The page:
Over 250 journalists working for some of the world’s top media outlets have signed an open letter calling on the news industry to stop “obscuring Israeli occupation and the systemic oppression of Palestinians” in the media.
The letter, “written by and for journalists” and published on Wednesday, accuses the mainstream media of “failing” its audience with a “decades-long journalistic malpractice” that has misinformed the public on the reality of Israel’s occupation.
“Finding truth and holding the powerful to account are core principles of journalism,” the letter reads.
“Yet for decades, our news industry has abandoned those values in coverage of Israel and Palestine. We have failed our audiences with a narrative that obscures the most fundamental aspects of the story: Israel’s military occupation and its system of apartheid.”
The letter calls on journalists and news outlets to meet their “duty” and “change course immediately” in terms of coverage on Israel and Palestine.
“For the sake of our readers and viewers — and the truth — we have a duty to change course immediately and end this decades-long journalistic malpractice. The evidence of Israel’s systematic oppression of Palestinians is overwhelming and must no longer be sanitized,” the letter says.
Journalists from the Washington Post; the Wall Street Journal; The Daily Beast; The Texas Observer; Vice News; The Intercept; Jewish Currents; The Los Angeles Times; Condé Nast and others signed on to the letter.
The letter adds, “In April, Human Rights Watch released a 213-page report that documented Israeli authorities committing “crimes against humanity of apartheid and persecution.” Leading Israeli human rights group B’tselem characterized the region as governed by a regime of ethnic supremacy.”
“These terms — apartheid, persecution, ethnic supremacy — are increasingly gaining institutional recognition after years of Palestinian advocacy, and we, as journalists, need to examine whether our coverage reflects that reality.”
“Take, for example, the language used in the recent coverage of East Jerusalem neighborhood Sheikh Jarrah. Media outlets often refer to forced displacement of Palestinians living there — illegal under international law and potentially a war crime — as “evictions.””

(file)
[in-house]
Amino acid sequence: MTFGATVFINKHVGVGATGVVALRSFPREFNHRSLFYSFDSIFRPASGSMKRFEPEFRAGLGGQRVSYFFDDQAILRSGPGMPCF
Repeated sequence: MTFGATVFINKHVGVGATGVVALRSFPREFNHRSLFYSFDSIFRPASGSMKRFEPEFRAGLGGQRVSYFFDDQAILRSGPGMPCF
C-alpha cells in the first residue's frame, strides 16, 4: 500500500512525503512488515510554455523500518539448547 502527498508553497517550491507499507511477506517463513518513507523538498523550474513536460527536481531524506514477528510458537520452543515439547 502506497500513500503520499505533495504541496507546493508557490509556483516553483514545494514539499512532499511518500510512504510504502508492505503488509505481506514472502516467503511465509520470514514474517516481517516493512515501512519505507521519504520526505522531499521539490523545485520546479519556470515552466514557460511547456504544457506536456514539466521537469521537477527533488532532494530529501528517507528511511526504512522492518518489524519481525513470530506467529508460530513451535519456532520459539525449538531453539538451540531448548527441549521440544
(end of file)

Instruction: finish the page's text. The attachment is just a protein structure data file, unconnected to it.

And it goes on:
“This term misleadingly implies a real estate “dispute” between tenant and landlord, an inaccurate depiction of the state of affairs. The United Nations considers East Jerusalem occupied Palestinian territory, meaning Israel’s territorial claims there are not recognized.”
“More importantly, using the term ignores the well-documented aim of the Israeli government to establish and maintain ethnic dominance over Palestinians.”
The journalists said that the asymmetry in context does not just extend to the language the journalists use; “stories tend to disproportionately amplify Israeli narratives while suppressing Palestinian ones.”
“Too often, media outlets uncritically repeat Israeli military claims about its assault on Gaza without asking for evidence or proof, despite clear examples where Israeli officials spread false information. Journalists reported the claim from Israeli forces that they had launched a ground invasion — that was false,” the letter states.
The journalists said they are entrusted with a “profoundly important mission in a free and democratic society, the power to inform the people and guide the national conversation, from the family dinner table to Capitol Hill.”
The journalists finally called on other journalists to tell the “full, contextualized truth without fear or favor, to recognize that obfuscating Israel’s oppression of Palestinians fails this industry’s own objectivity standards.”
“We have an obligation — a sacred one — to get the story right. Every time we fail to report the truth, we fail our audiences, our purpose and, ultimately, the Palestinian people.”